Those who know of Mansfield only from Tow Law Town in 1967 or Consett 30 years later – the former indelible, the latter pretty forgettable – may have missed events on election night.
Alan Meale, the town’s Labour MP for 30 years, lost in a 6.5 per cent swing to the Tories – the result so great a shock that the returning officer announced that he’d won, anyway.
“An Oscars moment,” they called it – and it was the first time since that coal-black, blood red constituency was formed in 1885 that it had gone to the Conservatives.
Alan Meale’s a Co Durham lad – from Leeholme, near Bishop Auckland – had been treasurer of the all-party football committee and secretary of the greyhound committee. In 1993 he was appointed vice-prfesident of the National Association for the Protection of Punters, in which capacity I’d been down to Mansfield to interview him.
Punters were getting a very raw deal, he said, though it seemed to me that chiefly they needed protecting from themselves – or in the case of Catterick Races this afternoon, from the incessant rain.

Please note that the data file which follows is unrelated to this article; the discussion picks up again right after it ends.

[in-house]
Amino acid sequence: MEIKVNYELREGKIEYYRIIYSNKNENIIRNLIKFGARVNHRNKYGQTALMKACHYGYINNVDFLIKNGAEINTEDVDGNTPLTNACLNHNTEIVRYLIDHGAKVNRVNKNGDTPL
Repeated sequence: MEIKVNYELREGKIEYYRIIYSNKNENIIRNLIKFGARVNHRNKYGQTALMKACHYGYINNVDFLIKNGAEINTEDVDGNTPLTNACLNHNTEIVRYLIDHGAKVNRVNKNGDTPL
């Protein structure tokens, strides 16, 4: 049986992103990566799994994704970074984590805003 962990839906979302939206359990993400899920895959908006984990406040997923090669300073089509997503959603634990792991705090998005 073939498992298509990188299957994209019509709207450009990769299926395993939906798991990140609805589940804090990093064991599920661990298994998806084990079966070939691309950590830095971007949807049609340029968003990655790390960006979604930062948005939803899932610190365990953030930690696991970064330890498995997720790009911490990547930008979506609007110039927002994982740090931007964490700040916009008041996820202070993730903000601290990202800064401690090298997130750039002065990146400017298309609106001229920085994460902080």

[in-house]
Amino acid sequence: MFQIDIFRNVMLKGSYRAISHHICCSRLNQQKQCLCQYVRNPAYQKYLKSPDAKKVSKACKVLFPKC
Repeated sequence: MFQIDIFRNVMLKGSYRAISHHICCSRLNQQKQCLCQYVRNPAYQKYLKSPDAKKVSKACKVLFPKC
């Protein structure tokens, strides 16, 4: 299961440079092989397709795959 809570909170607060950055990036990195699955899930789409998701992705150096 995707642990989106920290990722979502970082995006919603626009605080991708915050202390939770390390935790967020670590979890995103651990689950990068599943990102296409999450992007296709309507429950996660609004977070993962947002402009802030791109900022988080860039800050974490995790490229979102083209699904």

I’m neither a racing nor a betting man, but there certainly wasn’t going to be any cricket.
My mate Kit and his partner Christine are there, too. Kit’s a pretty serious gambler, Christine acts much more on instinct. “I like the ones in pink,” she says. “If it’s pink and No 7 it’s a certainty.”
Similarly insightful, I struggle to find anything with a Northern League connection. Totally Magic might sum it up but World Power seems a bit of an exaggeration, even for me.
The day’s predictably unsuccessful, though a tenner on Mr Globetrotter – I’d been talking to our kidder only that morning; he’s never at home – brings short odds consolation.
At Mansfield v Consett, incidentally, more than a thousand support-you-evermore travelling fans had gathered behind the Field Mill goal to watch the gallant Steelmen lose 4-0. The crowd at their next home game was 25 – but you could have put good money on that.